Let’s bring the proposition forward about 100 years. Right now, the USA is dealing with issues in far-off nations like North Korea, Japan and China and trade issues affecting Canada and Mexico, all at the same time. Trump is generally succeeding, and that stability can sustain the nation’s economic fervor and reduce war fever.

When the president talks seriously with major nations about trade and the economy, the thought of war is unlikely. North Korea’s “Little Rocket Man” Kim Jong Un is noticeably most feisty when trade is off the table.

At times like this, the judiciary must support the enforcement of the law. The goal of the judicial system is stability and therefore, atavistically speaking, peace and prosperity.

For the sake of comparison, consider President Barack Obama’s eight-year tally of judicial selections. He named and had confirmed two nominations for the Supreme Court – Sonia Sotomayor and Elena Kagan. Both passed muster with the Upper Chamber without the furor, antagonism, grudge and outright malice from anti-Trump sectors that forced Kavanaugh to undergo untoward duress during confirmation. This shows that the political game for the judiciary is as radical as the dispute for presidential election in 2020.

Let’s look at presidential candidate and former Vice President Joe Biden’s recent statement that if elected president, he will nominate Obama to the Supreme Court. This comment would be hilarious if it weren’t so sad to see the scramble for judicial control reach such a serious point.

We can opine that the judges now being selected by President Trump will make a lasting impact on the courts for decades to come. In the long run, this may lead to courts revisiting long-standing judicial rulings, in particular, Roe v. Wade, which led to the legalization of abortion – and has branched out with ancillary decisions impacting fetal termination.

Trump’s historic appointments have already tipped the balance of numerous federal courts to a conservative tilt. That includes flipping the U.S. Court of Appeals for the Third Circuit from a Democrat-appointed majority to a plurality of Republicans.

Atavism is happening here. Court rulings and measures we thought had been long ago decided and / or forgotten are finding their way back to court agendas.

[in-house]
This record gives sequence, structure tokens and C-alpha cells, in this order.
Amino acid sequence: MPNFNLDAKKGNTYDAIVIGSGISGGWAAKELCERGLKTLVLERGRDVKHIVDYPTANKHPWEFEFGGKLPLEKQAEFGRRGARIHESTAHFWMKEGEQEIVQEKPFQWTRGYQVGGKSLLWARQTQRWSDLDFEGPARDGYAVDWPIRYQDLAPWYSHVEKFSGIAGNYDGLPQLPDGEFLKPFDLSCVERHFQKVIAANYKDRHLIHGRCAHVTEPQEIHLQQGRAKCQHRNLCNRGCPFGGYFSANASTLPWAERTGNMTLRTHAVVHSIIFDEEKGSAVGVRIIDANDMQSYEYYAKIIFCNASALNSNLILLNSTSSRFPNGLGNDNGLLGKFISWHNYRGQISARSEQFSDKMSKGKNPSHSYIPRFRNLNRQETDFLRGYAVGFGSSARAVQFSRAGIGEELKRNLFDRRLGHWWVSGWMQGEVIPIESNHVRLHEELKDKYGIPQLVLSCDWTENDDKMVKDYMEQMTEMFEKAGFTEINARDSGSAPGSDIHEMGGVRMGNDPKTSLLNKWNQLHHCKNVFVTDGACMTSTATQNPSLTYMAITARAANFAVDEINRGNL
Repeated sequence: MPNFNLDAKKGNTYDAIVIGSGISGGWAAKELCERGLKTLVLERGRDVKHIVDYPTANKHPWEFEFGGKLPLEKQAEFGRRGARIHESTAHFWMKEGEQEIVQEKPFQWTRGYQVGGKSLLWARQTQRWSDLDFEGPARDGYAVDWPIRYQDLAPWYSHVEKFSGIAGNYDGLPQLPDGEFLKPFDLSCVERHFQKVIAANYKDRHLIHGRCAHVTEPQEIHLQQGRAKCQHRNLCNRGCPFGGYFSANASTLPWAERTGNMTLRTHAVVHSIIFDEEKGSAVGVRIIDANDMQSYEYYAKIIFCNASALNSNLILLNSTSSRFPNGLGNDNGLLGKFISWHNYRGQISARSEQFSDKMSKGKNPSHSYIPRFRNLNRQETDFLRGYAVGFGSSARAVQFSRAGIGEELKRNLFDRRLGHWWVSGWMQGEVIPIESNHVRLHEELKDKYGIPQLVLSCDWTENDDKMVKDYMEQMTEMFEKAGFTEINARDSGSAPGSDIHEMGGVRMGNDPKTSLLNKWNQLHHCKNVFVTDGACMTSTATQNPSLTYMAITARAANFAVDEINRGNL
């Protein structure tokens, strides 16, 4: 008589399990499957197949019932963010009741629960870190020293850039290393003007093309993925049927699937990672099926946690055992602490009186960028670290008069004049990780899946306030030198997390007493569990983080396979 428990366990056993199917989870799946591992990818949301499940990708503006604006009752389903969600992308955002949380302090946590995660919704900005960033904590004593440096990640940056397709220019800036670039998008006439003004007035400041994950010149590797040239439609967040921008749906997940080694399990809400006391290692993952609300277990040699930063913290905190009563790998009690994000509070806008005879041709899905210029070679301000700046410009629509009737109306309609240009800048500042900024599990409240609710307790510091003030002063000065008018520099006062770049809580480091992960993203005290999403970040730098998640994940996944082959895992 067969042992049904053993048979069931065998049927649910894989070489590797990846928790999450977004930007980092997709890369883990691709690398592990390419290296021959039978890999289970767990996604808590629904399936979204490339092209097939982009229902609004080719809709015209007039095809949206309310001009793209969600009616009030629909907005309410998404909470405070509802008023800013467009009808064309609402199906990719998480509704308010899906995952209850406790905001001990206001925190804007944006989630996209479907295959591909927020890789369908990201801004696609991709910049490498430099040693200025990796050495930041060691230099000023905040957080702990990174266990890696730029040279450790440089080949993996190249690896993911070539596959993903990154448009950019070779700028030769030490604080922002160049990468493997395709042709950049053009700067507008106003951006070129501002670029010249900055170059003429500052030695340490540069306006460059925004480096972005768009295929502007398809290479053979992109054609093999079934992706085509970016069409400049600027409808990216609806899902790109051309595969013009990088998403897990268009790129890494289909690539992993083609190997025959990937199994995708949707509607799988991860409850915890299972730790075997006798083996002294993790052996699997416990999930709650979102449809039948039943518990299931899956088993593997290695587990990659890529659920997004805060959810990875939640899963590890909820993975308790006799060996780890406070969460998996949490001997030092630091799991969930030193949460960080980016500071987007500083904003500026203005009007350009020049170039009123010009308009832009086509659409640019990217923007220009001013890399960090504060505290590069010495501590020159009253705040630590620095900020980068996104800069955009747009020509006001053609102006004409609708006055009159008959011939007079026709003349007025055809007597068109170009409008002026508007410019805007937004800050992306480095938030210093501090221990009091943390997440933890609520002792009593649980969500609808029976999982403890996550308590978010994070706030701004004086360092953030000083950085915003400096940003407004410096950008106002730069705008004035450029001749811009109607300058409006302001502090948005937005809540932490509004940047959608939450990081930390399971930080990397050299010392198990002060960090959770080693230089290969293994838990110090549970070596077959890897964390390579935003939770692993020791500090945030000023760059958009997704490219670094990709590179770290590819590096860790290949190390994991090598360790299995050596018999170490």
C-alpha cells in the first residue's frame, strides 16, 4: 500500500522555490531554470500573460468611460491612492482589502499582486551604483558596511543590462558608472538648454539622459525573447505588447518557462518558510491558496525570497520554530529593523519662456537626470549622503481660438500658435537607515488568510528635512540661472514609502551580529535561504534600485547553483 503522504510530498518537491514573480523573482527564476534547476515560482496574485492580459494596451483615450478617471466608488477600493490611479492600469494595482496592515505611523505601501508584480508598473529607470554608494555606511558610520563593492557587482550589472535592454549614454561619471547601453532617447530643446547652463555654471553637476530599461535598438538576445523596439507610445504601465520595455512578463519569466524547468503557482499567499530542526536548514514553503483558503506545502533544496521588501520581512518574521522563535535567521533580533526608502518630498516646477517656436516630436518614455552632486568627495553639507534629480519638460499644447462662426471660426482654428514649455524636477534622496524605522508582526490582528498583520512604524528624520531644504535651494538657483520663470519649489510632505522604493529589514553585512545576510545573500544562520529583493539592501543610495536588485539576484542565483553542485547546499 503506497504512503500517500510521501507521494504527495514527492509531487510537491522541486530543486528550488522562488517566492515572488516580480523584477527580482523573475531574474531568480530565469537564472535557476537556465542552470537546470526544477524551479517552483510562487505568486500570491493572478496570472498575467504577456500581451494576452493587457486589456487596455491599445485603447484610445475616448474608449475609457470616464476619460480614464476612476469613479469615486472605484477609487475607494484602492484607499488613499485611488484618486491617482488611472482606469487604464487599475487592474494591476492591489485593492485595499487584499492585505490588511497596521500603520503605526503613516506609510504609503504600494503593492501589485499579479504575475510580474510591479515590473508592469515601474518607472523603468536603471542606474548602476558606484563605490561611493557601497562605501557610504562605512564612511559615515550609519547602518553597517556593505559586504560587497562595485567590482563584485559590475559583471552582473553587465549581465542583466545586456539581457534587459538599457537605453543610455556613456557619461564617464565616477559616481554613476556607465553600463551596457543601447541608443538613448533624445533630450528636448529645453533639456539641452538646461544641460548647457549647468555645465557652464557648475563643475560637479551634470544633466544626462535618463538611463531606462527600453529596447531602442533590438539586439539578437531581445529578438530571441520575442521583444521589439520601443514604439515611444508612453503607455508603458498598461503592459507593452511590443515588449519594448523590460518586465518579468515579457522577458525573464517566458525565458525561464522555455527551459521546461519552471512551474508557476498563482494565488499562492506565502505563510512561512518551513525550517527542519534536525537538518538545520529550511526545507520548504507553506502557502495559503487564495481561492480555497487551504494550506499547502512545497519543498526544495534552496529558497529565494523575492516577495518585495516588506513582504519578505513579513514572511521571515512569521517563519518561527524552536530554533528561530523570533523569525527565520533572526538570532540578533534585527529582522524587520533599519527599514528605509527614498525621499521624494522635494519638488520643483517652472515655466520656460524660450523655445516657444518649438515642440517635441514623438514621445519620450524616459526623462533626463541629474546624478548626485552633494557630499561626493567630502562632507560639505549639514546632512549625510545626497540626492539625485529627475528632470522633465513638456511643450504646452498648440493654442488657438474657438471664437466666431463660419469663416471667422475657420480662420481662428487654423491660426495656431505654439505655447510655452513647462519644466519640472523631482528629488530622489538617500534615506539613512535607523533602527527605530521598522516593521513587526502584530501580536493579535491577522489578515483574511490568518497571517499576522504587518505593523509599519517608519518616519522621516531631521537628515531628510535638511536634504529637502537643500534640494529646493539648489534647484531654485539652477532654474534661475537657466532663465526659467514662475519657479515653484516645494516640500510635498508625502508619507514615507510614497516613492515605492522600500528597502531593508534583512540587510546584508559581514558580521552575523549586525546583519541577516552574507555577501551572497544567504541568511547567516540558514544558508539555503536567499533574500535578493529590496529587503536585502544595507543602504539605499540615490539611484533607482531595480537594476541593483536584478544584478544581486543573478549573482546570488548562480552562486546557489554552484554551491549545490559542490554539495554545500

Harvard Professors Steven Levitsky and Daniel Ziblatt warn in their book, “How Democracies Die,” that our governing system is in danger. But democracy no longer ends with a bang–in a revolution or military coup–but with a whimper: the slow, steady weakening of critical institutions, such as the judiciary and the press.

The good news is that there are several exit ramps on the road to authoritarianism.

About the Author

- My name is Carlo Barbieri, an entrepreneur, civic activist and a leader of many organizations associated with Brazil. A native of Brazil myself, I am currently the CEO of Oxford Group, a firm composed of many international consulting and trading companies. I am also a founding member of the Brazilian Business Group and founding member and Past President of the Brazil Club. In addition, I serve as a Board member of the Deerfield Chamber of Commerce. I have served as a member of the Florida Chamber of Commerce and the Florida Brazil Partnership. Past President of the Rotary Club – Boca Raton West for the 2014-2015 term, I have also been Vice President and Professor of 2Grow – Human Development. An Ambassador of Barry University in Brazil, I am the former President of the Black Fire Bull Steak House. I have also presided over a number of organizations such as the Brazilian Association of Trading Companies (ABECE), Brazil-China Chamber of Commerce in São Paulo, Brazil-Australia Chamber of Commerce, Brazil-Dominican Republican Chamber of Commerce; director of the Trade Center of the State of São Paulo, Brazilian Association of Freight Forwarders and Brazilian Association of Banks. I was also a local Council member for the Consulate General of Brazil in Miami, for the 2013-2017 term.